One thing is very clear, namely, that if either of the above views be correct, it must follow that the use of and its derivatives, as expressive of baptism, was strictly technical, or peculiar to the language of the church, whilst the ordinary or secular meaning was simply, to stand, or some modification of that idea, and had no correspondence to Bazzilo, as found in classical Greek. Indeed, Dr. M. (p. 736) goes even farther than this, and affirms that the Syrian Christians, from the first, appropriated the verb exclusively to the baptismal rite, and that consequently we cannot expect to find it used in any other sense, in any of the existing Syriac books, except in the term for pillar, which he considers to be derived from it. But, now, let us see whether these conclusions be philologically correct. Are they warranted by facts, in the usage of the language?

The most ancient Syriac work now extant, is the Peshito version of the Bible, made early in the second century; and in it we find undeniable proofs, that, and its derivatives were actually used where neither the baptismal rite, nor any sort of standing, was intended. The verb occurs once in the Old Testament, in Num. 31: 23, where it means something like plunging: "All that abideth not the fire, ye shall make go through the water." Here the Hebrew is rendered) i. e. plunge it in water. Surely the religious idea of confirmation or of bringing to a stand will not apply in this case, where mere things are spoken of. In the New Testament we find several instances besides those in which the rite of baptism is intended. See John 5: 2, 4, 7, and 9: 7, where in each verse xoλvußý&qa, pool, or properly swimming-place, is expressed by the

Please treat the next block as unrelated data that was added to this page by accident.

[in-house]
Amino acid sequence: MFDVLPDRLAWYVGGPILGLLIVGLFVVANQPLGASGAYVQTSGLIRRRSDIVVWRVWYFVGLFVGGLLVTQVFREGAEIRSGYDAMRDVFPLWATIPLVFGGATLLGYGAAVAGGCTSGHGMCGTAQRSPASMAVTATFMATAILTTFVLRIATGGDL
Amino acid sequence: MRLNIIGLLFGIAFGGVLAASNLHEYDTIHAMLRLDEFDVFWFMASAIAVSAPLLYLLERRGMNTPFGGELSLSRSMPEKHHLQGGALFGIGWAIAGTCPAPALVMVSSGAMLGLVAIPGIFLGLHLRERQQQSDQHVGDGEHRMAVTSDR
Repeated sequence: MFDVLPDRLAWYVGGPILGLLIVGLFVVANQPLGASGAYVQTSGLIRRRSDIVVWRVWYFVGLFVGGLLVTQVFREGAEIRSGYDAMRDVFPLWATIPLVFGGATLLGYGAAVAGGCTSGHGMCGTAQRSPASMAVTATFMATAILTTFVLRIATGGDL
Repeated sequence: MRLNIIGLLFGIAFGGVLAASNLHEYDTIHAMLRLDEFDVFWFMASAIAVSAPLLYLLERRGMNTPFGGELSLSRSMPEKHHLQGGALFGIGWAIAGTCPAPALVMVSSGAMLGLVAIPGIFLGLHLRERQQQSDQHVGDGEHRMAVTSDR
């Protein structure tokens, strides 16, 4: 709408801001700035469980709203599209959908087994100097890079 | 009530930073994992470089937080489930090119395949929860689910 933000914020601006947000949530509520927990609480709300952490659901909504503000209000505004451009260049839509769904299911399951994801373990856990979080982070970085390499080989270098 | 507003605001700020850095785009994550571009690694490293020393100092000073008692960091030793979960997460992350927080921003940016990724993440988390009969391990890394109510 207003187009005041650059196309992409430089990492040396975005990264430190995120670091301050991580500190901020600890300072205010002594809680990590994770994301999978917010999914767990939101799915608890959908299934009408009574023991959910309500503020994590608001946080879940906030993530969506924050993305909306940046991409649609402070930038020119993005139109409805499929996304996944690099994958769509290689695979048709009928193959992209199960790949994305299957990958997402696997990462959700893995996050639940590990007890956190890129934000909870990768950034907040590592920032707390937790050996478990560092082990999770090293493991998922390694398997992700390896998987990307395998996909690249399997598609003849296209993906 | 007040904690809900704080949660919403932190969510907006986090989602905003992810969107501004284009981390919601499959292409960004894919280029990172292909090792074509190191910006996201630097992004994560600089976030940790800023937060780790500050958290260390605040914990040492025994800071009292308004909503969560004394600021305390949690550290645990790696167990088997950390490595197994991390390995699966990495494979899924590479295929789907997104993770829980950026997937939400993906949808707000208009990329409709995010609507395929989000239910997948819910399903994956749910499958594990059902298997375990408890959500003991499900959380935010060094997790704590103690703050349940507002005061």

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derivatives, which clearly has not here its ecclesiastical meaning of baptism or baptistery, a notable instance of which is found in Heb. 6: 4, where qoriovévres enlightened is explained in the very same terms that denote 'went down into the pool' in John 5: 4. No doubt the translator in Heb. 6: 4 intended to express who have once gone down into the baptistery,' and not 'who have once come to baptism;' nor who have descended into baptism,' as it is translated in a work called Horæ Aramaicæ, Lond. 1843. In Heb. 9: 10 the same derivative stands for fanriouós in the sense of washing or Jewish ablution; so also in Mark 7: 4, 8. The verb is found in Luke 11: 38 and Mark 7: 4 for ẞanricoua in its non-ecclesiastical sense of bathing. Dr. M. mentions (p. 736), that in these places in Mark and Luke, the Modern Syriac Version by the American Missionaries, has substituted other terms for those of the Peshito to express ablution. Such a change is open to at least one objection, viz., that it takes away from the Syrian reader so many clear proofs that is not a purely ecclesiastical term, any more than the Greek Banzio. One other class of passages remains to be mentioned, viz., those which speak of sufferings as overwhelming, which idea is conveyed by this very verb and a derivative from it, answering to βαπτίζομαι and βάπτισμα; see Matt. 20: 22, 23, Mark 10: 38, 39, Luke 12: 50. It turns out then that upwards of ten passages are to be found in the Peshito Bible, in which the Syriac words, elsewhere employed in that version for baptism, do not signify the Christian rite, and where they cannot mean anything like standing. The verb occurs in two or three instances also in the Apocrypha: in Judith 12: 7 it reads that Judith' went forth to the valley of Bethphalu by night and bathed (2001 soso) in the fountain of water,' where the Vulgate has et baptizabat se in fonte aquæ, and the Greek καὶ ἐβαπτίζετο ἐν τῇ παρεμβολῇ ἐπὶ τῆς anyis roũ vdatos. And in Susanna 13: 15 the verb occurs in the same sense three times, and here the Greek has lovoμaι and the Latin lavor. The passage is found in the Versio Syriaca Altera of Walton's Polyglott.